Stock-index futures pointed to further losses for equities on Tuesday, with inflation worries seen keeping pressure on previously highflying tech stocks.
What are major benchmarks doing?
Futures on the Dow Jones Industrial Average
fell 169 points, or 0.5%, to 34,499.
S&P 500 futures
were off 31.65 points, or 0.8%, at 4,151.75.
dropped 172.75 points, or 1.3%, to 13,184.
On Monday, a tech-led selloff sent the Nasdaq Composite
down 2.6% to its lowest close since March 31, while the S&P 500
slumped 1%. The Dow
gave up a gain of more than 300 points that had taken it to an all-time high above 35,000 to end the day down 34.94 points, or 0.1%.
What’s driving the market?
Further pressure on Big Tech shares appeared in store, with shares of Facebook Inc
and Google parent Alphabet Inc.
down more than 1% in premarket activity.
“There isn’t a clear catalyst behind this purge,” said Marios Hadjikyriacos, investment analyst at XM, in a note. “It seems to be a combination of inflation fears making a comeback and some market participants moving higher along the value spectrum, cutting their exposure to anything with a stretched valuation.”
The fact that the selloff has been mostly concentrated in tech and growth stocks, however, is encouraging in terms of the overall market outlook, Hadjikyriacos said, because it indicates investors haven’t lost faith in the economic outlook but are moving away from “more speculative” positions, which could even calm some “bubble concerns, considering what is being sold.”
Investors continue to focus on the labor market after a much smaller-than-expected rise in nonfarm payrolls in March was reported on Friday.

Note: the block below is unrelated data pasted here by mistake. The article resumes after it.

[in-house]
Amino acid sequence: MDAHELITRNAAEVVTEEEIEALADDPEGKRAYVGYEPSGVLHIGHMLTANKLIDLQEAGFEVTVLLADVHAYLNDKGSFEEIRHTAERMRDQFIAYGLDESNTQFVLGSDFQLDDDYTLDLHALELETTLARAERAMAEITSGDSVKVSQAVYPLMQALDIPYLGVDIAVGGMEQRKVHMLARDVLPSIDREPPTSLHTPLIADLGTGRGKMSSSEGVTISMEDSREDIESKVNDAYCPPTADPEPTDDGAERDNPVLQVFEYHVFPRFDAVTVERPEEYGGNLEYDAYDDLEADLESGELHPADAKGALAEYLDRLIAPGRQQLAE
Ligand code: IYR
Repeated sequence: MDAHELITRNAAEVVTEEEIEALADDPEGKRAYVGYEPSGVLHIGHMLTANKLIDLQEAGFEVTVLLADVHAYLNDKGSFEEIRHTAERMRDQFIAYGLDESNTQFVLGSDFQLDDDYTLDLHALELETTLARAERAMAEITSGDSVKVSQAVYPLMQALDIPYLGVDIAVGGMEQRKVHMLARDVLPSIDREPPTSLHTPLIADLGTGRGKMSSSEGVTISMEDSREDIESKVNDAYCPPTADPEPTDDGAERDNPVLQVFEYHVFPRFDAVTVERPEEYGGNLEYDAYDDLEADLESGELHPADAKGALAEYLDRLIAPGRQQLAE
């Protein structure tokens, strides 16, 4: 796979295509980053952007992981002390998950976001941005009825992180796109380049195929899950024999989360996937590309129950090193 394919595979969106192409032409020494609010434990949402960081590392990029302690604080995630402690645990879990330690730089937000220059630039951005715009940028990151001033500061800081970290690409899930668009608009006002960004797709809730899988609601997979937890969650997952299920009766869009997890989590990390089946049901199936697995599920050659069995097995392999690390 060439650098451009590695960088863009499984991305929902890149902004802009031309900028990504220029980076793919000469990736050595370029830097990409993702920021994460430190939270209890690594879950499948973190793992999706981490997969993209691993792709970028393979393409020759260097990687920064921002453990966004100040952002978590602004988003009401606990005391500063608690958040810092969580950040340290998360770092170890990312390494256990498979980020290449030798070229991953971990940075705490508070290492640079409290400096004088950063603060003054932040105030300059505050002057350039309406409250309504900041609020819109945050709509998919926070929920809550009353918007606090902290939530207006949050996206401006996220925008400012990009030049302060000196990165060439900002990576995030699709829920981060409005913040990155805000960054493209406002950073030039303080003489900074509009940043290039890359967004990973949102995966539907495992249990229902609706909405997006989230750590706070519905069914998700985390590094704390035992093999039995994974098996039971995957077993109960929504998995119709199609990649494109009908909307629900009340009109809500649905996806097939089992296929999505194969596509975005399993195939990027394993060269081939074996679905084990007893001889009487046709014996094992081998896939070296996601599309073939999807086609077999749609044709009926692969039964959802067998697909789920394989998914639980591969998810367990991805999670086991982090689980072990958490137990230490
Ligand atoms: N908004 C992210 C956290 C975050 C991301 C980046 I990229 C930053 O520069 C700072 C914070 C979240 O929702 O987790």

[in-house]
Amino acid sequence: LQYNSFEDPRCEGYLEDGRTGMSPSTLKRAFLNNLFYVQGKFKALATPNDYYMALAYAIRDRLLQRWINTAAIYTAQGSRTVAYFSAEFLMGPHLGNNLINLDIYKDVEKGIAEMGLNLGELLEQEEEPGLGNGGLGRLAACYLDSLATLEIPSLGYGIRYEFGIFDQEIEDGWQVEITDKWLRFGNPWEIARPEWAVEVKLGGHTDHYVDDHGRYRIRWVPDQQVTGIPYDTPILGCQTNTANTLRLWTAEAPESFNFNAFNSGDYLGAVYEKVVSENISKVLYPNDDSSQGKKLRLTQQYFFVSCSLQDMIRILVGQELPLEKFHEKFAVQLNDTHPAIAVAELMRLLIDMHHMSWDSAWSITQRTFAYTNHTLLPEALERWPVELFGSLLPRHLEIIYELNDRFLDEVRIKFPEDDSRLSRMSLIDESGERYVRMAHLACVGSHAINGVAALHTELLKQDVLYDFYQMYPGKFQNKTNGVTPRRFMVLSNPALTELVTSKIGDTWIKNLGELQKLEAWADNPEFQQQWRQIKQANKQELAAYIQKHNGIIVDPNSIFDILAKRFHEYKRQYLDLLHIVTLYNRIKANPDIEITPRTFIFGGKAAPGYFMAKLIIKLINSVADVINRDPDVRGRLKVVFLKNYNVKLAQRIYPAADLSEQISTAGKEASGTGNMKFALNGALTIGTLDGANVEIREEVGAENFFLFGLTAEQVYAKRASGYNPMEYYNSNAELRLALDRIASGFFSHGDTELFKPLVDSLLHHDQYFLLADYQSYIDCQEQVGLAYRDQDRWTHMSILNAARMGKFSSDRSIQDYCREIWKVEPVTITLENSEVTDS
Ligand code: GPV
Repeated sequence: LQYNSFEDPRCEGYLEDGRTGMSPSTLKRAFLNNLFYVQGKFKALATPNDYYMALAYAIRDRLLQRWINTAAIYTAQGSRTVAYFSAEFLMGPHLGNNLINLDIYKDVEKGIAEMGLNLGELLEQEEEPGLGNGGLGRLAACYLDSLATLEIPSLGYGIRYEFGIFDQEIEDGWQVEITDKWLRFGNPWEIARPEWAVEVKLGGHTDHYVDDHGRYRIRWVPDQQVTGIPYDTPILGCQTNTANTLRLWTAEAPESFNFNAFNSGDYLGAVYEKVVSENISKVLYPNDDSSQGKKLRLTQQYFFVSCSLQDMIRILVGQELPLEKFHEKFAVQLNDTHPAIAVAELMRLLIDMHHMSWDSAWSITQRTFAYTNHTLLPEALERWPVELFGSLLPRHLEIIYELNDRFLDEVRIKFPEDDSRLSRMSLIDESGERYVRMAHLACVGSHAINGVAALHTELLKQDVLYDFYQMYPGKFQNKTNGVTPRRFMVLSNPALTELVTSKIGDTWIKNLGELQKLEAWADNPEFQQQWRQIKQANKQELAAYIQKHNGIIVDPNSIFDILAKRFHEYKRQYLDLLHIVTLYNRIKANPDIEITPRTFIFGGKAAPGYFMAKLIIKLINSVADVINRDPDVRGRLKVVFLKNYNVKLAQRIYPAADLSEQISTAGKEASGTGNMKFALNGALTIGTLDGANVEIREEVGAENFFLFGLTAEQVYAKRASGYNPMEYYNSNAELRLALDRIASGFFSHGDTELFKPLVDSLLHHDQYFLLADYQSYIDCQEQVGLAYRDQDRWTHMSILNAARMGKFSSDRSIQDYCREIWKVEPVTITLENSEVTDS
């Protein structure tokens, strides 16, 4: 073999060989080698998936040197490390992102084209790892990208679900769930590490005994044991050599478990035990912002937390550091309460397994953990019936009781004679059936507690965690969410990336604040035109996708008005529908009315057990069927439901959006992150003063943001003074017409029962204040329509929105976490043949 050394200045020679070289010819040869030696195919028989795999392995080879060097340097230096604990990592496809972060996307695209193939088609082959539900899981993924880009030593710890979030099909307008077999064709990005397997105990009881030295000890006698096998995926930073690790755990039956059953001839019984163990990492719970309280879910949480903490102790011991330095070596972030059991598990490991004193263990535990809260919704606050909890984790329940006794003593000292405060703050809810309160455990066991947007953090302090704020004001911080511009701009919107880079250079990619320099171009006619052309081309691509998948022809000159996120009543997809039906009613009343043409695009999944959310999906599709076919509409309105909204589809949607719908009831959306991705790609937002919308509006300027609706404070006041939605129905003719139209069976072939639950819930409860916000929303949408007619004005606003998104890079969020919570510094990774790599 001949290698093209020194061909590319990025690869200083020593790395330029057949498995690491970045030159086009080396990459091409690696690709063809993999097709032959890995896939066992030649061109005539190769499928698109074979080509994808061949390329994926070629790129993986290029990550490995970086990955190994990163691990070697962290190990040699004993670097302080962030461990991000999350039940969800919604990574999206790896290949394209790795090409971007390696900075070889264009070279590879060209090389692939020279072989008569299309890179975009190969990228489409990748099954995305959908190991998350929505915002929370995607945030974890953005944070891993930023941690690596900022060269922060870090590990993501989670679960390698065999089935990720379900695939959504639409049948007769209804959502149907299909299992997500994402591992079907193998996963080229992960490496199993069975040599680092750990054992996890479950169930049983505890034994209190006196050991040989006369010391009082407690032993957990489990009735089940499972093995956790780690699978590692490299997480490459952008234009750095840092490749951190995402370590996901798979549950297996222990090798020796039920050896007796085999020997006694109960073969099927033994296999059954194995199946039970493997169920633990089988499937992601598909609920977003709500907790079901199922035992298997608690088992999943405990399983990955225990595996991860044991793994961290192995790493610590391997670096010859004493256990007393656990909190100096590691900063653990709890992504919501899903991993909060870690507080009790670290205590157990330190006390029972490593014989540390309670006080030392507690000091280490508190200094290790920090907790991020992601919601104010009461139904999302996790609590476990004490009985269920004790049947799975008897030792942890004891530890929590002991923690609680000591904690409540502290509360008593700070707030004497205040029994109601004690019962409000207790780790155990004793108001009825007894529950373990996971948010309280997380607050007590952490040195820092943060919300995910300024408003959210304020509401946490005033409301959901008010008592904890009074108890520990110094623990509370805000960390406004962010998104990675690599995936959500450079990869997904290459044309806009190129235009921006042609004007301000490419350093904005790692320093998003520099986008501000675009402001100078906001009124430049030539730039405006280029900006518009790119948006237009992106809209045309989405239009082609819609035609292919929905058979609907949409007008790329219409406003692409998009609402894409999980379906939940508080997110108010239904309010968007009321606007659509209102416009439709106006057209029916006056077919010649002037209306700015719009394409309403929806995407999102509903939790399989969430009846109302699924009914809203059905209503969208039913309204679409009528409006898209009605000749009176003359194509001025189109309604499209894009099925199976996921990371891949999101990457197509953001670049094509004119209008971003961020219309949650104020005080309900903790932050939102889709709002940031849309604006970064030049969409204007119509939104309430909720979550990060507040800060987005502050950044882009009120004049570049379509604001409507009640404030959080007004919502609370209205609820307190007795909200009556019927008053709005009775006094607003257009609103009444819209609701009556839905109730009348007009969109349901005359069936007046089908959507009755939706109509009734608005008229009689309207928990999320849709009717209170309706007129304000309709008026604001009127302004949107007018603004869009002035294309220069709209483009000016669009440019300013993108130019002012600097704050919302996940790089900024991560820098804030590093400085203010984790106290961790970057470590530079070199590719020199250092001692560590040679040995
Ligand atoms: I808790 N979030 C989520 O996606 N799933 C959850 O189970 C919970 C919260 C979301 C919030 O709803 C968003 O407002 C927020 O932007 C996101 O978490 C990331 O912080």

The National Federation of Independent Business said Tuesday its monthly survey found a record 44% of small businesses said job openings went unfilled in April.
Data on U.S. March job openings is due at 10 a.m. Eastern.
Investors will also hear from several Federal Reserve officials on Tuesday, including New York Fed President John Williams, Fed Gov. Lael Brainard, San Francisco President Mary Daly, Atlanta Fed Raphael Bostic, Philadelphia Fed President Patrick Harker, and Minneapolis Fed President Neel Kashkari.
Which companies are in focus?
late Monday said revenue climbed in the latest quarter as the company saw positive results from its COVID-19 vaccine trials in the U.K. and South Africa. Shares were down 11%.
Shares of SmileDirectClub Inc.
were down 2.9% after it disclosed a cybersecurity incident and its financial repercussions.
shares were down 7% after the e-commerce retailer of secondhand luxury goods late Monday delivered a narrower first-quarter loss and sales that were above Wall Street expectations.
Shares of Perigo Co. PLC
were down more than 1% after the Dublin-based provider of consumer self-care products posted weaker-than-expected earnings for its first quarter on Tuesday morning.
Palantir Technologies Inc.
shares were down more than 4% after reporting results Tuesday morning.